DEFRA defines waste as “any substance or object that the holder discards, or intends or is required to discard”. This means that when a product has no further use, it is then considered waste. When we put this into perspective, the number of items that end up in landfill as “waste”, may have a further use, but it is seen as more convenient to throw it away. Think of old mobile phones which have been discarded rather than repaired or refurbished.
It is important that we look at how we can change our ways rather than sticking to what we know, so that we can improve our day-to-day sustainability actions.
The principle of the waste hierarchy is to prioritise preferred methods for waste management, with priority given to the most “environmentally friendly” waste management options.
Prevention is given top priority which ultimately refers to not creating waste in the first place. If conditions are ideal, this is the clear best option. If waste must be produced, the waste hierarchy gives priority to re-use, where we keep the waste in circulation while retaining its original purpose and therefore contributing to and creating a circular economy. Following this is recycling, where the waste can be turned / created into a new product and continue its life.
When waste cannot be recycled, recovery is the next option, where value can be extracted from the waste – an example of this can be through energy recovery (creating energy through the burning or pyrolysis of waste). The least preferred option is disposal through landfill.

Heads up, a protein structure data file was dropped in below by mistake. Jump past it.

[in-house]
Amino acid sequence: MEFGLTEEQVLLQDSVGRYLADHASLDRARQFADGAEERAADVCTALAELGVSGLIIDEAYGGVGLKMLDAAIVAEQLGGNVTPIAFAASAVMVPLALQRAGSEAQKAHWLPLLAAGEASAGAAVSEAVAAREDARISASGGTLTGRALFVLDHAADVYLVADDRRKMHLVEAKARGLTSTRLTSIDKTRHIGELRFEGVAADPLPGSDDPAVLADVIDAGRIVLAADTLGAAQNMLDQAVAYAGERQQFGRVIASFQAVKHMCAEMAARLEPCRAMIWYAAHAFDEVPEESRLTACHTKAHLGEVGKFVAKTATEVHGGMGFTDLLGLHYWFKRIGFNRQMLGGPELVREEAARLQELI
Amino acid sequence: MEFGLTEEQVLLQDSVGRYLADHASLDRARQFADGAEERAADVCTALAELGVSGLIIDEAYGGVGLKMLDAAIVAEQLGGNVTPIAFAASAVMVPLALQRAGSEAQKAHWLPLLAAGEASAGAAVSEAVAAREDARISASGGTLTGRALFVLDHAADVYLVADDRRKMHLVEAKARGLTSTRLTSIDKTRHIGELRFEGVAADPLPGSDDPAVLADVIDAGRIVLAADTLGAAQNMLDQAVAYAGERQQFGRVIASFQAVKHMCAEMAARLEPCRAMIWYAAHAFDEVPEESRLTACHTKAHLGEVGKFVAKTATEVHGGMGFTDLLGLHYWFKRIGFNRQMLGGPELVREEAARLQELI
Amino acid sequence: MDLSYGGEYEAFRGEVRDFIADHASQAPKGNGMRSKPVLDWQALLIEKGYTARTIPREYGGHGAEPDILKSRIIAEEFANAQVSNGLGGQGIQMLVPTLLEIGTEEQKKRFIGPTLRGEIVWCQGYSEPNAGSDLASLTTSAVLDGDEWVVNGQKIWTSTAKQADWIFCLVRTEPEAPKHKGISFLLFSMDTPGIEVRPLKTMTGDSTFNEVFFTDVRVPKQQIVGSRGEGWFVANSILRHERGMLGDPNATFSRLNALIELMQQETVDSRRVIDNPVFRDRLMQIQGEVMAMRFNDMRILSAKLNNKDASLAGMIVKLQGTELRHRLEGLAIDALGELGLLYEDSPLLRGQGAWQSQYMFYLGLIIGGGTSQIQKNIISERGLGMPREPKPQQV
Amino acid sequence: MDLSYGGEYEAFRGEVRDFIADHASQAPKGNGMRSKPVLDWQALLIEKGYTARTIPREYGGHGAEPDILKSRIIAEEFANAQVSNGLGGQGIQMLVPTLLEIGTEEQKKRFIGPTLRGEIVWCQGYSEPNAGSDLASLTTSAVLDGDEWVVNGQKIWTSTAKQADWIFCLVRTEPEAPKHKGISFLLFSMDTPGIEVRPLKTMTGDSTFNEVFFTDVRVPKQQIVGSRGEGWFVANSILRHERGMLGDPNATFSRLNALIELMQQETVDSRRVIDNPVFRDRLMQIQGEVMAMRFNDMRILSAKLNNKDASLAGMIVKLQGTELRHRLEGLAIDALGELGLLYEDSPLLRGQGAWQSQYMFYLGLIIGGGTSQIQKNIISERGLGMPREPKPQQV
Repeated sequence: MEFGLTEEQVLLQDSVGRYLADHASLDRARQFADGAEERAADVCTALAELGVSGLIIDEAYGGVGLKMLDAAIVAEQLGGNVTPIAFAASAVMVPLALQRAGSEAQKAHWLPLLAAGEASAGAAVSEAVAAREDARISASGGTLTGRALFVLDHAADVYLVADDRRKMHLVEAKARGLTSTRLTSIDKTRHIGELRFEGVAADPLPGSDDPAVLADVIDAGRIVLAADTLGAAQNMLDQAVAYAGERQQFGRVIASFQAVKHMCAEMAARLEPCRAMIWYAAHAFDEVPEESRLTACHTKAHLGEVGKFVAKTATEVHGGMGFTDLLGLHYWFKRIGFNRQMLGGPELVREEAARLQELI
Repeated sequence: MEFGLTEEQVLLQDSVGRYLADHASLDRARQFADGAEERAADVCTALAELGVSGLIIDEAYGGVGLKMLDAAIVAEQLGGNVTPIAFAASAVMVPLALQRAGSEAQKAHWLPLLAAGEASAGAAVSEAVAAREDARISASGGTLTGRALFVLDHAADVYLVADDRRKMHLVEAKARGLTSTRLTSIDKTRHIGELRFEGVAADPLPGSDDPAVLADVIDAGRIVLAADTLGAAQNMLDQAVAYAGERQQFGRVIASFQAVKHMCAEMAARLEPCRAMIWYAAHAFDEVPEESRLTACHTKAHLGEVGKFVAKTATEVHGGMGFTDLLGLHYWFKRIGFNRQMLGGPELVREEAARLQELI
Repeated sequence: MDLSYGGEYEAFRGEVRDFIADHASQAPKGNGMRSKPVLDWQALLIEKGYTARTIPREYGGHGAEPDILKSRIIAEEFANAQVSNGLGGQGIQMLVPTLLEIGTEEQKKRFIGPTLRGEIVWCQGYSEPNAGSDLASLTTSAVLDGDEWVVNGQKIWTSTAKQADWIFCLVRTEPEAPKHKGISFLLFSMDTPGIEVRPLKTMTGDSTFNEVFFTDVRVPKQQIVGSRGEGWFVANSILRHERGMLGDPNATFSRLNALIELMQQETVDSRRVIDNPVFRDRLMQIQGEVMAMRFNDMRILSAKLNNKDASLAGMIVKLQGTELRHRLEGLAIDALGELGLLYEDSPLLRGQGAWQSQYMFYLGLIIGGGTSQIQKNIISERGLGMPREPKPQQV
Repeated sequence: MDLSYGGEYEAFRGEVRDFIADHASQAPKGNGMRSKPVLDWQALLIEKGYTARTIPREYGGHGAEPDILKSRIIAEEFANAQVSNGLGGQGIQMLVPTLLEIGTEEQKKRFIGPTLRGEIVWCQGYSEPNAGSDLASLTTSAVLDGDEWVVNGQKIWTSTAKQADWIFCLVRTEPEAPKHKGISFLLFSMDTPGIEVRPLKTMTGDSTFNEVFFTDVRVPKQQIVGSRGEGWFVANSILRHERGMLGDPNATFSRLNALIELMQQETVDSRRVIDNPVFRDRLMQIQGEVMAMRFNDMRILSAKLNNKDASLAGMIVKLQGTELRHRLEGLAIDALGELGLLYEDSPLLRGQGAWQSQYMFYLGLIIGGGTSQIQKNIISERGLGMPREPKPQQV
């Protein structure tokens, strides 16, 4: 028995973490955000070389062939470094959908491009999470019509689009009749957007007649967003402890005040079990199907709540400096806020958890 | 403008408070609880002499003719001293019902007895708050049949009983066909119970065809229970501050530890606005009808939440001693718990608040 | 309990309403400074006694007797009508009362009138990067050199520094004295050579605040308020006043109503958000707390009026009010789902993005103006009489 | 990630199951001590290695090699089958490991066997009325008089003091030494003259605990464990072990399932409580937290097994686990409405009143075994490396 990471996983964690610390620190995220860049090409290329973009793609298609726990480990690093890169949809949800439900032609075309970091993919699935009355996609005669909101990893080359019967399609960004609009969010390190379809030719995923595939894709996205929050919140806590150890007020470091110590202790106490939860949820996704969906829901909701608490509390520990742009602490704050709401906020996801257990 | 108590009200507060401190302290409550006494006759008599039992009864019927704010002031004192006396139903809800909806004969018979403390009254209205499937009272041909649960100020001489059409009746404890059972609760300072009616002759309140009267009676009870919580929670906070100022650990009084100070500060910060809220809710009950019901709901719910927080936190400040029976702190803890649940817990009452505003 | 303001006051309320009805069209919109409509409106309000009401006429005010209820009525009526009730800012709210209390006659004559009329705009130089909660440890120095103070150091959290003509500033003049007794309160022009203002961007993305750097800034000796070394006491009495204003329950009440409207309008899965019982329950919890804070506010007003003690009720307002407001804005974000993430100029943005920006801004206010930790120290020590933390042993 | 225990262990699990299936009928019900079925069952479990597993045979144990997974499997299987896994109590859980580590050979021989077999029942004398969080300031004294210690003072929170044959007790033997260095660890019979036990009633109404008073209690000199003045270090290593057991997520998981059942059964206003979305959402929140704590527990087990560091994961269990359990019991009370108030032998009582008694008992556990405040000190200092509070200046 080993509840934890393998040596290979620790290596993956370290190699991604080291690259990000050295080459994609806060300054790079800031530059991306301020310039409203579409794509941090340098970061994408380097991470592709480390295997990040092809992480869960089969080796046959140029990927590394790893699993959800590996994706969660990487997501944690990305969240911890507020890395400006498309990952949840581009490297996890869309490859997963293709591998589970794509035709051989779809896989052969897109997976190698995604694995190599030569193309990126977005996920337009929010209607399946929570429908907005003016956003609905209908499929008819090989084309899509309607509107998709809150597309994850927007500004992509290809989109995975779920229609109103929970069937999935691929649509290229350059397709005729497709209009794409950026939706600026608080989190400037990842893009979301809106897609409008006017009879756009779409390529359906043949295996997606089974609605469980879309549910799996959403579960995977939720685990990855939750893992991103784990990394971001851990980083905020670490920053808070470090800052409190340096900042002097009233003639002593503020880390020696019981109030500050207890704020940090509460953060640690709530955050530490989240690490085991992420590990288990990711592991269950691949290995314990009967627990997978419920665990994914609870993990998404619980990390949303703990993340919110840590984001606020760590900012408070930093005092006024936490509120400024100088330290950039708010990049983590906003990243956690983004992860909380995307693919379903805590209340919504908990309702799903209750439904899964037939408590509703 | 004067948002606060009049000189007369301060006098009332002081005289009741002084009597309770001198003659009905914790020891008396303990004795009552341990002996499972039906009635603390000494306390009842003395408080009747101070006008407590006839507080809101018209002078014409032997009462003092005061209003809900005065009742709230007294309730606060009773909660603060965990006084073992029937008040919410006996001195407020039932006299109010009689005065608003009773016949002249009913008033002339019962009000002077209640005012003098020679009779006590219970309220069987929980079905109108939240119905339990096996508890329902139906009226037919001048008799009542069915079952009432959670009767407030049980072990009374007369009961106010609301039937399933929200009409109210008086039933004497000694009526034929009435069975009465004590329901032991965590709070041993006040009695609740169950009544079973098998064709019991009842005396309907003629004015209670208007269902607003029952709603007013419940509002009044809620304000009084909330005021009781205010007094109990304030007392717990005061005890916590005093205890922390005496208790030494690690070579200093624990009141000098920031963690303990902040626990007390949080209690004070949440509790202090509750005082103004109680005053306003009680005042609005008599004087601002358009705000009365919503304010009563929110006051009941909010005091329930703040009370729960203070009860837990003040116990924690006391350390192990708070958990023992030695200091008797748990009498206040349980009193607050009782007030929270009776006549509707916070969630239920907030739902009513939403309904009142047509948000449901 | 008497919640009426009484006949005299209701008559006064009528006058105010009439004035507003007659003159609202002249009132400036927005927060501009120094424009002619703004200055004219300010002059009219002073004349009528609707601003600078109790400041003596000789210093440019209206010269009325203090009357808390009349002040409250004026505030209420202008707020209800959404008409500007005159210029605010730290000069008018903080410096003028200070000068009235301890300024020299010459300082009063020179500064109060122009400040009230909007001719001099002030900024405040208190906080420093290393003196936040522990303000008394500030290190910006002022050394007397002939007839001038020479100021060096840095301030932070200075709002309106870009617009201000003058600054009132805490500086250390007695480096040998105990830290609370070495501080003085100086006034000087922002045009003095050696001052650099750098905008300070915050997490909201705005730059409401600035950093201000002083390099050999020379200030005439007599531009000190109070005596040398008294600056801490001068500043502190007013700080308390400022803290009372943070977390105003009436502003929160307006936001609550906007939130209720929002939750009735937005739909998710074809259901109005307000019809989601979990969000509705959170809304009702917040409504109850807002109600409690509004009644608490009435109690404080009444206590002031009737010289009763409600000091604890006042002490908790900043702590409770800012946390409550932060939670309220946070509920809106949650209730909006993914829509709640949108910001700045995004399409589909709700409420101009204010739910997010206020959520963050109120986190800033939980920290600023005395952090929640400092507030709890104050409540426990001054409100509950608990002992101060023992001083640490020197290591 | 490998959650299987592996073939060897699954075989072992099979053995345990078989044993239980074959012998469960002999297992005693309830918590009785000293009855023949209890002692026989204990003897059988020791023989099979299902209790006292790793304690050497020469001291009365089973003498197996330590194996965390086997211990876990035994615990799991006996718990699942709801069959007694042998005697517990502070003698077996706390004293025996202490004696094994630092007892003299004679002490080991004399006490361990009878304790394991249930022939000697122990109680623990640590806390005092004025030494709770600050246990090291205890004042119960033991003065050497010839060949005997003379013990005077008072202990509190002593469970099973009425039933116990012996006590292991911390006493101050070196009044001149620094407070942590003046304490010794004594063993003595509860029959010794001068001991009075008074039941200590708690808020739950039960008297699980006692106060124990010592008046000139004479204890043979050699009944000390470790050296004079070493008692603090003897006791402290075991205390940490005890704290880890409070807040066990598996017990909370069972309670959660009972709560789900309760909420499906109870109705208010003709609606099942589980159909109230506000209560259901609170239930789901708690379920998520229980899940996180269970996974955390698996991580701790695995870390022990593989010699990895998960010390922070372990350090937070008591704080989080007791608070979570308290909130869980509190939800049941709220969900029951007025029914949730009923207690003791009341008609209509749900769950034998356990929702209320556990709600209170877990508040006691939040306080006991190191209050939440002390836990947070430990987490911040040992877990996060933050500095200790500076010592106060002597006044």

The benefits associated with the waste hierarchy (and a circular economy) include:
The UK generated approximately 222.2 million tonnes of waste in 2018* with the construction, demolition and excavation sectors being the highest generators, accounting for approximately 62% of total UK waste.
The most common waste treatment type in 2018 was ‘recycling and recovery’ which accounted for approximately 50.4% of waste. However, landfill still accounted for 23.6% of waste disposal.
Designing out waste
The focus within most businesses should be to prevent waste. Designing out waste is the most effective action that can be taken to eliminate waste and includes designing for better waste and resource efficiency and designing with the whole life cycle of a product in mind.
When designing a product, we should consider:
In the design phase of a project such as construction of a building, materials with lower environmental impacts can be chosen. For example if you were looking to reduce waste this can include avoiding single use plastics in tools and packaging, increasing the longevity of products, tools and plant equipment and reducing surplus procurement and the use of construction materials. Best practice measures during design phases can reduce the overall waste production of a project and a business from the outset.
Products and projects can be designed with a circular economy mindset which involves reducing the need for virgin materials at the beginning, increasing the longevity of an item, allowing for maintenance and repair and designing for deconstruction, re-use and recycling at the end of the products’ life.
This forms the principles of a circular economy, where products are used again and again, for as long as possible in a way that maximises their intended use and minimises waste. Adopting a circular economy approach will allow us to step away from a ‘linear approach’ of take – make – dispose which humans have adopted, which ultimately ends up with products in landfills.
A circular economy is most effective when implemented by all manufacturers and not just individuals and by focusing on this approach, waste can be eliminated before it is produced.
Diagram source: WRAP
*Note: Where possible, the most up to date data has been taken from DEFRA – in some cases this is 2018.
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